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At age nine, Ava Gardner went to the Howell Theater in Smithfield, North Carolina, with her mother Mollie to see her mother's favorite movie star Clark Gable starring as a safari leader in Africa with Jean Harlow in Red Dust. Twenty years later Ava would find herself in Jean Harlow's role in a remake of that story Mogambo, with none other than Clark Gable.
That such a thing could happen to a country girl from North Carolina was beyond the imagination not only of Ava but of everybody who knew her. But people learned to expect the unexpected from Ava. By 13, she'd decided she wanted to be a movie star, and at 18 she joked with friends that she was going to marry the biggest star in Hollywood. She did both, and went on to become one of the most famous women of the 20th century.
How did a shy, tomboyish farm girl do that?
Doris Rollins Cannon spent years interviewing family, friends, teachers and others who knew Ava to determine the forces that drove her, the values that guided her. She found they were firmly grounded in her North Carolina roots.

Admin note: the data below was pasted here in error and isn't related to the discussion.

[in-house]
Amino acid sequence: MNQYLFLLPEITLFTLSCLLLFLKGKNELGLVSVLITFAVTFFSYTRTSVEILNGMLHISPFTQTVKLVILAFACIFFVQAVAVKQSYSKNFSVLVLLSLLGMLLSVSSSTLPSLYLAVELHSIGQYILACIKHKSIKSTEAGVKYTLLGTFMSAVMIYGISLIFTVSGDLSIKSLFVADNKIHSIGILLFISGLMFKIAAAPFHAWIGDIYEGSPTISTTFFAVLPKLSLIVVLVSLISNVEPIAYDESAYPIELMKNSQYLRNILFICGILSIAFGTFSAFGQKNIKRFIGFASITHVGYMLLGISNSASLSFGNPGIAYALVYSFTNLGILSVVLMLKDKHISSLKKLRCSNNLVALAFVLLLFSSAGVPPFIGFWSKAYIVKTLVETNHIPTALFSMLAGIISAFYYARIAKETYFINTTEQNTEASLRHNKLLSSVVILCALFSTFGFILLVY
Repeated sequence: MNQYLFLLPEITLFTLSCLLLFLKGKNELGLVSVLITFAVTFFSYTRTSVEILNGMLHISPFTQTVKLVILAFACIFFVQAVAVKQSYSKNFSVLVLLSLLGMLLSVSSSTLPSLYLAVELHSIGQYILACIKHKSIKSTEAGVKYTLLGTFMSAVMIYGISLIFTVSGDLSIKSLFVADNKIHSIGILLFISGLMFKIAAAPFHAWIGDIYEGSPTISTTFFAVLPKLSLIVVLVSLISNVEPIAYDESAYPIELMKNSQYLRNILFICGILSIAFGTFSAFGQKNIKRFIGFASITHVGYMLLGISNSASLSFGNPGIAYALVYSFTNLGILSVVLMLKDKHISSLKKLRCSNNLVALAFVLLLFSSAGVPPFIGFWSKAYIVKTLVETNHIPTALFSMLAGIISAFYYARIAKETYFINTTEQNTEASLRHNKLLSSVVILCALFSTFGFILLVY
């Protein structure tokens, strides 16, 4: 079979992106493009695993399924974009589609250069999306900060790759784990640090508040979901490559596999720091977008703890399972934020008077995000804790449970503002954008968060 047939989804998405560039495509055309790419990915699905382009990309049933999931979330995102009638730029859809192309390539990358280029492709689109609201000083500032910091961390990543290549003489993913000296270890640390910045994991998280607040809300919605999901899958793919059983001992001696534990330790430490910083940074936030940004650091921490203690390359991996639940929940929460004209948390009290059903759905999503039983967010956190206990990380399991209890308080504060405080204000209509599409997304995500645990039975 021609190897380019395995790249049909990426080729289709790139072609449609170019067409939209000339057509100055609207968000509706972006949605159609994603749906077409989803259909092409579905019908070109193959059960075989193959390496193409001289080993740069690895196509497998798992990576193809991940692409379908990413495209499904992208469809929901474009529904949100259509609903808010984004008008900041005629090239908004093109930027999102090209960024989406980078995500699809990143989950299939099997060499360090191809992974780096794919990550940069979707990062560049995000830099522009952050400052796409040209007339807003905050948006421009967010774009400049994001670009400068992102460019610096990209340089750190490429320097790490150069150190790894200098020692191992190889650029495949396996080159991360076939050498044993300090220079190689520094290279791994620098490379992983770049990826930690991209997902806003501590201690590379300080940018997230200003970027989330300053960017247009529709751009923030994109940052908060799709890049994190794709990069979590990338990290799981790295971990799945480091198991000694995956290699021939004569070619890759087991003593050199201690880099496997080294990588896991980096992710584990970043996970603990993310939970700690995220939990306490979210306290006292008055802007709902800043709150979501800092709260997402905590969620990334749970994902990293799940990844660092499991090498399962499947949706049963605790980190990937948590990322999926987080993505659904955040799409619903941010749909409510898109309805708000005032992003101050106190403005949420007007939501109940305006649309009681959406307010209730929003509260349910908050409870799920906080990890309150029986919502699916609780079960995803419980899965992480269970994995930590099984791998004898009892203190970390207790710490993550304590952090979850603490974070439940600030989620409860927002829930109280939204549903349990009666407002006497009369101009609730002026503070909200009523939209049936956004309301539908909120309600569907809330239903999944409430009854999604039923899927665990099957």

"She endured in a profession in which only the strong survive," Cannon writes. "And she survived, not because she overcame her rural North Carolina background-but because she drew her strength from it."
Much has been written about Ava's legendary life, but the material in this book, never before told, adds a new and moving dimension to her story. It includes letters and photographs never before published.
About the Author: Doris Rollins Cannon, a retired newspaper journalist, was chairman emeritus of the Ava Gardner Museum in Smithfield, North Carolina. She passed away on August 18, 2015.